I agree in theory but I think that sales do have to be there to get the ball rolling. For example, one of the most commonly used audio programs today became “industry standard” because when it was being released a copy was given to every major studio (that’s not necessarily sales that equaled money, but I think that may qualify as sales just the same. Once they became the “industry standard” it was easy. Everyone flocks to them now even though their customer service has gone somewhat down hill and the features they offer don’t always rival that of the competition. I’m sure the first version of the software was great in order to keep Studios using it, but once they got labeled as “industry standard” they were pretty much all set

  4. Debbie Rubinstein on 01/05/2017 at 3:33 PM

    i miss the red & orange backgrounds. if it dont look pretty, im not buying what youre selling. i dont care how good the marketing is.

  5. Jonny Krakow on 01/05/2017 at 3:54 PM

    Good video

  6. Hillel Fuld on 01/05/2017 at 4:06 PM

    Thanks rabbi.

  7. Benjamin Kornbluth on 01/05/2017 at 4:08 PM

    be careful #lashonhara

  8. Benjamin Kornbluth on 01/05/2017 at 4:18 PM

    I think the most interesting thing is that ‘marketing’ was once the reserve of the huge conglomerate, nowadays marketing is cheaper than sales…

    • Nachum Kligman on 01/05/2017 at 4:30 PM

      That is a good point, especially smart marketing

  9. Howard Ira Wiener on 01/05/2017 at 4:45 PM

    It depends on the situation. in the life insurance business, the cmopany may do remarkable marketing and “sell” the product before the agent arrives. BUT, it is up to the agent to sell the right policies for the situation, and only an agent can write the policy.

    • Nachum Kligman on 01/05/2017 at 5:04 PM

      But at that point the sale is already done, now it’s just about the details. More customer service than sales in best case scenario.

    • Howard Ira Wiener on 01/06/2017 at 6:55 AM

      Nope. 1) you still have to sell yourself as the salesman and 2) you still have to sell the recommendations you make. The customer is only sold on the company so far. They trust the company but have no idea what they need or why. It’s my job to educate. And my job to sell.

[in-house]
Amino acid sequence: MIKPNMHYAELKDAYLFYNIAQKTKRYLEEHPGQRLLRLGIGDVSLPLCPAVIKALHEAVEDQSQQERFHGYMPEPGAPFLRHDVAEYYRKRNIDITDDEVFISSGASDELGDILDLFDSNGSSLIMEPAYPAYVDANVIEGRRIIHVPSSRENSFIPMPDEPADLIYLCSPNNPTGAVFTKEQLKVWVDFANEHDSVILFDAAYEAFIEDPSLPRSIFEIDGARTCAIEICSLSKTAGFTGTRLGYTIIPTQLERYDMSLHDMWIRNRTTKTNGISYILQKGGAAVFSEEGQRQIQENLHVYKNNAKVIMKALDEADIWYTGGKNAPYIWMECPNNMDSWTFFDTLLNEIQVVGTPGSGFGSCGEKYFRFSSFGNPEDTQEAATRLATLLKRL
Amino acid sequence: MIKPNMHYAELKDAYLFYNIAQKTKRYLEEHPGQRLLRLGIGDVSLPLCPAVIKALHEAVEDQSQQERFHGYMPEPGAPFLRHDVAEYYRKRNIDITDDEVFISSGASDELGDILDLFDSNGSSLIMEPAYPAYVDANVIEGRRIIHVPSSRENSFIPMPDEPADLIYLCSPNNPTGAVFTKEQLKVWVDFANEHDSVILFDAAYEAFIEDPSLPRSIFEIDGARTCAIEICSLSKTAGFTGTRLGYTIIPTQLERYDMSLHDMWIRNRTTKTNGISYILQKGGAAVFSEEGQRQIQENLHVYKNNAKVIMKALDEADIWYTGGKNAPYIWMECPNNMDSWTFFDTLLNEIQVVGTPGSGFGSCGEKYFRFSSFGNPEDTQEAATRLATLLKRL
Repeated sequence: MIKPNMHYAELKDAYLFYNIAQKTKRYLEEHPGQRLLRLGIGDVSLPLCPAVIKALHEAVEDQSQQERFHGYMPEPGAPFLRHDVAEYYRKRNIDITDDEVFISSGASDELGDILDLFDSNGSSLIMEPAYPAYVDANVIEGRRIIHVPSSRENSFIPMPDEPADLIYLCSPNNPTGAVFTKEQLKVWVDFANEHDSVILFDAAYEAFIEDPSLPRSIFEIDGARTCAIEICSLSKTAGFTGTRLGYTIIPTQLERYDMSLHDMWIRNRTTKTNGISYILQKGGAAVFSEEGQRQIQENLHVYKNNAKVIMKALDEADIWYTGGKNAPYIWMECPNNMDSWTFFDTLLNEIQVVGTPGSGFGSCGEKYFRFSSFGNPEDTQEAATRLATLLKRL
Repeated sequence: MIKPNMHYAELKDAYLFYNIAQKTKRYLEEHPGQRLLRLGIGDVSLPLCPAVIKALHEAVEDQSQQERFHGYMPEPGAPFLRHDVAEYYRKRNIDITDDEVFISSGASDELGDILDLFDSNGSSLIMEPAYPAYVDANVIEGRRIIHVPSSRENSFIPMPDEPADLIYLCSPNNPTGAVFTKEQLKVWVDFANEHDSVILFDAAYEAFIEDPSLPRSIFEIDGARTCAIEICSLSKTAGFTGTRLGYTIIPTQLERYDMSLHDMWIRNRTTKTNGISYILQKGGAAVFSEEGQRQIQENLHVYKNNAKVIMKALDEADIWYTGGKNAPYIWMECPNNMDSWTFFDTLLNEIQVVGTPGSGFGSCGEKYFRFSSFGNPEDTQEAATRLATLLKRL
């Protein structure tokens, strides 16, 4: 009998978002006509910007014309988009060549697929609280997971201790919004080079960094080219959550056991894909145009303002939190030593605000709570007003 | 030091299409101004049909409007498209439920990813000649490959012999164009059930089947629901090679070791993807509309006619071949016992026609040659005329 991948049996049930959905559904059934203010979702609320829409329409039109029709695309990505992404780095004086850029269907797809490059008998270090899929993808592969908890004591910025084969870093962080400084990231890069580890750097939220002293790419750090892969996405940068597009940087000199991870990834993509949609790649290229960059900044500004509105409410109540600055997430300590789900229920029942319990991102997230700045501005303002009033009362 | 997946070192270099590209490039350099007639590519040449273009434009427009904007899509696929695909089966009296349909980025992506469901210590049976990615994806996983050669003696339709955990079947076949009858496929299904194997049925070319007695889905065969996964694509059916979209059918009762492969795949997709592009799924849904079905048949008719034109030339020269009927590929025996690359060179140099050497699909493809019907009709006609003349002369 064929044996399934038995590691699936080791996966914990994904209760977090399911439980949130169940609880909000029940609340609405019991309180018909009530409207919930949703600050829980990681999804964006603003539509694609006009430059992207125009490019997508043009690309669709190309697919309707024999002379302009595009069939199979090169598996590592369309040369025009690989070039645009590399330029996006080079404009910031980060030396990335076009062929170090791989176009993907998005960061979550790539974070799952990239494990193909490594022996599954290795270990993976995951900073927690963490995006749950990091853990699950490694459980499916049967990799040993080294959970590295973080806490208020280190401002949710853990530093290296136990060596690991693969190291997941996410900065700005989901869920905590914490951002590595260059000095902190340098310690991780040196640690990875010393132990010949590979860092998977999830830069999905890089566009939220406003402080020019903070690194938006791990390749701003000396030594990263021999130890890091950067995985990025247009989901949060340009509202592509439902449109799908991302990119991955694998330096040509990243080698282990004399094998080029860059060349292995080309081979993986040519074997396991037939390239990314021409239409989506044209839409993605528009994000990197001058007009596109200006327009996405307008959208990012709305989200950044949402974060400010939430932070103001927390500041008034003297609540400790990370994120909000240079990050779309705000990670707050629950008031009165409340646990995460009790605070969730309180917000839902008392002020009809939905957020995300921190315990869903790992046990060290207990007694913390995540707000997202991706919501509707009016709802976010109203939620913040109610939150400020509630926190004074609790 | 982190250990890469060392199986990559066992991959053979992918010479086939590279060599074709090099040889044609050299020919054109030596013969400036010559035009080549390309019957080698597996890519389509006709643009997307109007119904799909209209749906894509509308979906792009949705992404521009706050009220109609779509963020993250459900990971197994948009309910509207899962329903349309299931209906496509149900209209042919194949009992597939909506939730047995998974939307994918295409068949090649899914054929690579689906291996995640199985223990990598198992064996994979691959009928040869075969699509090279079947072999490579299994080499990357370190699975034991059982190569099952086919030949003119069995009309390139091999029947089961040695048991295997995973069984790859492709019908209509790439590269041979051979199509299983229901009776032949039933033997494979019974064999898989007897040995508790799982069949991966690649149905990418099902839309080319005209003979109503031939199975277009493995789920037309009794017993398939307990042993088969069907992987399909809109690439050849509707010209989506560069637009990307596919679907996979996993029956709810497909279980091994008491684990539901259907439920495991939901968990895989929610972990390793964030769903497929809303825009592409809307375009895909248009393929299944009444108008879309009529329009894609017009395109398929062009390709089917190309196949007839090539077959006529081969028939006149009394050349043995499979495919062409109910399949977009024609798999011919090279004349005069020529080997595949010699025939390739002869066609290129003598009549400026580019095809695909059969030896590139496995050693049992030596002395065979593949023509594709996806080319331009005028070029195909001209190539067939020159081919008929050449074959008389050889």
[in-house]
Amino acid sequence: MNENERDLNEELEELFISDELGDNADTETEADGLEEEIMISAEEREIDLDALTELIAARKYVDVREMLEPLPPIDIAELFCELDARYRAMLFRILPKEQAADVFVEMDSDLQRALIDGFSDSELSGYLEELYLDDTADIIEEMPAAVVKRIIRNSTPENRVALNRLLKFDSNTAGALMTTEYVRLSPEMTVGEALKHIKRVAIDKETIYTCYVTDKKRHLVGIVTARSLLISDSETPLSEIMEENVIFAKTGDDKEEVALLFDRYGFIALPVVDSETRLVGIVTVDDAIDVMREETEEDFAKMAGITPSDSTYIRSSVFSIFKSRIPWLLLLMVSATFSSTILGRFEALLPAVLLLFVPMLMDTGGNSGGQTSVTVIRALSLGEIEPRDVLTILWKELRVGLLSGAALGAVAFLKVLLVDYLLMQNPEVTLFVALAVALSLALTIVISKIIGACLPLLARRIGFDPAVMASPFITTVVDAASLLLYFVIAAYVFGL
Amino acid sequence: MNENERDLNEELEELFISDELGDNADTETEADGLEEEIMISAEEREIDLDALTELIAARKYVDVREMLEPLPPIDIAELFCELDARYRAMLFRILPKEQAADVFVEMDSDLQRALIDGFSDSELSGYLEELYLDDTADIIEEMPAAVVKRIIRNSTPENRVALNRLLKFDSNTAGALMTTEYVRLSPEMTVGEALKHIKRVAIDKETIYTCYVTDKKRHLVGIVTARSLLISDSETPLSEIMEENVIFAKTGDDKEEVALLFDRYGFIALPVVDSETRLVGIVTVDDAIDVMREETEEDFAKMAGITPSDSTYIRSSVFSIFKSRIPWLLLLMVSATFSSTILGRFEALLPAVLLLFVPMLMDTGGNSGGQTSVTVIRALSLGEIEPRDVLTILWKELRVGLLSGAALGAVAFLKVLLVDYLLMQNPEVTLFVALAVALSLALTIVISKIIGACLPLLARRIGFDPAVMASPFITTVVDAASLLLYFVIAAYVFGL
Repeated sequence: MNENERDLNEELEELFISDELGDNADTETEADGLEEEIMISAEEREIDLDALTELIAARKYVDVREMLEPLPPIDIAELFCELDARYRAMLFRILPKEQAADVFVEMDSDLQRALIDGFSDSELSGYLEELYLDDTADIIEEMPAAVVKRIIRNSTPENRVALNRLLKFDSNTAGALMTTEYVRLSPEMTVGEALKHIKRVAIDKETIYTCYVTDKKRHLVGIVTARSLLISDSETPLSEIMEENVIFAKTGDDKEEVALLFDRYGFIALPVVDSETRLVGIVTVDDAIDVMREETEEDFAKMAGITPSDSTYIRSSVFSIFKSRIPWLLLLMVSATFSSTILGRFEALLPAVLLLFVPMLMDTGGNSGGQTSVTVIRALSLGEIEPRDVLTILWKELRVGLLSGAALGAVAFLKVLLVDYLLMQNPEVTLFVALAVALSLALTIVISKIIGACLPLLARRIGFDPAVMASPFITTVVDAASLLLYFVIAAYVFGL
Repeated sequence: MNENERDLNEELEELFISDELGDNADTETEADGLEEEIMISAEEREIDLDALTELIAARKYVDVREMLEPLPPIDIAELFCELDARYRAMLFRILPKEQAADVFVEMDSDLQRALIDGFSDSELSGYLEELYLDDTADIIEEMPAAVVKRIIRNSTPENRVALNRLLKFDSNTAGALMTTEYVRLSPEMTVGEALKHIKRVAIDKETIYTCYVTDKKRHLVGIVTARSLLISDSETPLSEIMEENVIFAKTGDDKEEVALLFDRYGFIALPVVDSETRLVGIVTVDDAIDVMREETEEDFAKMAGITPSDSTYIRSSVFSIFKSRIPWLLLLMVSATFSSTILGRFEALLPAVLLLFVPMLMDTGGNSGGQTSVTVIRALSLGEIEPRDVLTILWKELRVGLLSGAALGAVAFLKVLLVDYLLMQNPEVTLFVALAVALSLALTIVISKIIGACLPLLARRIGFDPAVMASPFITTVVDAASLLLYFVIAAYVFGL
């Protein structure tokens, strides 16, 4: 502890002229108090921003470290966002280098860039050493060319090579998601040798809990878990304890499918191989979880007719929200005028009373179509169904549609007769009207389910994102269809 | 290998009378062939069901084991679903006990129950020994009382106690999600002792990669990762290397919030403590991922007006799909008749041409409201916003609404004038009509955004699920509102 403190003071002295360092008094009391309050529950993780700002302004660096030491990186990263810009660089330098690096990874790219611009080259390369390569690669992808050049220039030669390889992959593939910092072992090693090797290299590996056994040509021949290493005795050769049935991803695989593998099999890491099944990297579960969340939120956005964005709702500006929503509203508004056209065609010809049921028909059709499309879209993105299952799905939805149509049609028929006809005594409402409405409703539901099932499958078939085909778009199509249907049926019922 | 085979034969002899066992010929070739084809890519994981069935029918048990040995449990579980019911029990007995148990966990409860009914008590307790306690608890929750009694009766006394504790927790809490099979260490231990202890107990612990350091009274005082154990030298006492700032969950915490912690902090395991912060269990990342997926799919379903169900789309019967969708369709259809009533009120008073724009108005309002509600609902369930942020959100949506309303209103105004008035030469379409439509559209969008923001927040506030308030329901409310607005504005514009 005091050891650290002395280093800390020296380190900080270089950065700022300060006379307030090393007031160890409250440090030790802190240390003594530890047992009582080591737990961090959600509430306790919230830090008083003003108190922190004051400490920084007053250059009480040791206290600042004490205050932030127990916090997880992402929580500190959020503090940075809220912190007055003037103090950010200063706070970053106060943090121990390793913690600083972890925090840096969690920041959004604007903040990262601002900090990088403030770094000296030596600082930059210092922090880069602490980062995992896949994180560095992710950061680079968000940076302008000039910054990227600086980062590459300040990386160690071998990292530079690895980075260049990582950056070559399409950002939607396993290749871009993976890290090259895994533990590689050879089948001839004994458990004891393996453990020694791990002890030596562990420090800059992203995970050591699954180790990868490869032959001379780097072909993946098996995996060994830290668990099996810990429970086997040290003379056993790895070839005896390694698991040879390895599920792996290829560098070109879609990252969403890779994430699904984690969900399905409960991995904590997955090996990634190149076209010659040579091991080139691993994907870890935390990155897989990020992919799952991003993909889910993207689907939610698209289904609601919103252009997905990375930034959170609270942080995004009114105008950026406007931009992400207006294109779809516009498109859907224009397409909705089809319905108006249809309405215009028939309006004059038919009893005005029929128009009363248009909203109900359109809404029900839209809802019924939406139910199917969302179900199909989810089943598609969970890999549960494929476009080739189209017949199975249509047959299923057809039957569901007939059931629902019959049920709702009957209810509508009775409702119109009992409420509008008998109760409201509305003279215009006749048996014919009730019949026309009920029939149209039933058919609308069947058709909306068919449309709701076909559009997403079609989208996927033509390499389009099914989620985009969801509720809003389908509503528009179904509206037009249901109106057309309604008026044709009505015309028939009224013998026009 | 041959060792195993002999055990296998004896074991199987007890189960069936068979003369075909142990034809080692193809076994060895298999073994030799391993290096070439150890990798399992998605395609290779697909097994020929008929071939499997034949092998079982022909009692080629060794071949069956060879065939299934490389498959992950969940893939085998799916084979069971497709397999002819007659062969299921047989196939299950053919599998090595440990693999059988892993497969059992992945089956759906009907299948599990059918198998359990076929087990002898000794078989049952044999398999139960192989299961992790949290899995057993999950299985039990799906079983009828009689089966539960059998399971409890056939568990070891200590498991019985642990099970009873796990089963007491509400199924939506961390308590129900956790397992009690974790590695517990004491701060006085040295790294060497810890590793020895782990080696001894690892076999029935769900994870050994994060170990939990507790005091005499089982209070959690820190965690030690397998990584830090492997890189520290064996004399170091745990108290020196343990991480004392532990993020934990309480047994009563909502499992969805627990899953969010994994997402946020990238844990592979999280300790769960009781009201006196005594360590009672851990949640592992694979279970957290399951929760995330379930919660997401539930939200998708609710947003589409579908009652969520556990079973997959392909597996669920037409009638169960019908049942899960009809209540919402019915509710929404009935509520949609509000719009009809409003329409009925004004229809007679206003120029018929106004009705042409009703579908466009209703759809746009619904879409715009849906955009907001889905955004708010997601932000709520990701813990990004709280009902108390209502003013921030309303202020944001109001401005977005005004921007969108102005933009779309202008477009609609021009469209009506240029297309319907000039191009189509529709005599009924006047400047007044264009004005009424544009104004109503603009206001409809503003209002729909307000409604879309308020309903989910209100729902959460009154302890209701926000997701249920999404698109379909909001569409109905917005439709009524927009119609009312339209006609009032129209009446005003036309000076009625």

10. Shraga Simmons on 01/05/2017 at 10:42 PM

    it all starts with branding

  11. Saul P. Teplitsky on 01/06/2017 at 2:42 AM

    In most good companies the sales guys are paid the most in the company. Why because good companies know their value. Marketing is to peak interest and sales is there do build a relationship with customer and close the deal.

    • Nachum Kligman on 01/06/2017 at 8:41 AM

      But what if your marketing was so good that you did not need sales agents to build relationships? That the buyer was sold before needing to speak to anyone.

    • Saul P. Teplitsky on 01/06/2017 at 8:48 AM

      You pass billboards all the time, you probably get 100’s of emails with people pushing products. How often do you buy those products?

    • Nachum Kligman on 01/06/2017 at 8:51 AM

      Saul P. Teplitsky exactly, that’s weak marketing and so you have to rely on sales.

    • Saul P. Teplitsky on 01/06/2017 at 8:54 AM

      No. There is no substitute for face to face meetings. Name me one example of what company you think is good marketing

    • Nachum Kligman on 01/06/2017 at 9:11 AM

      Saul P. Teplitsky Apple

    • Saul P. Teplitsky on 01/06/2017 at 9:29 AM

      Ok so that’s low hanging fruit. Their prices range from 10-2000.
      Besides look how many sales reps they have in each store. Apple knows that you need both sales reps as well as good marketing. Again the marketing brings the people into the store the sales reps close the deal.

  12. Arye Zacks on 01/06/2017 at 10:56 AM


    And even with all of Apples great marketing they only have a 7% market share of PCs.

    Sales, especially in B2B space but probably in every space with the possible exception of monster brands that spend hundreds of millions on advertising is significantly more valuable, which is why sales people get large commissions

  13. Phil Kay on 01/06/2017 at 2:15 PM

    Marketing creates awareness and good marketing creates desire, when you have great Marketing as in your example of Apple, than sales execution is easy, however, sales are imperative for sale consummation. You can have all the marketing in the world but without sales, you have nothing.

Leave a Comment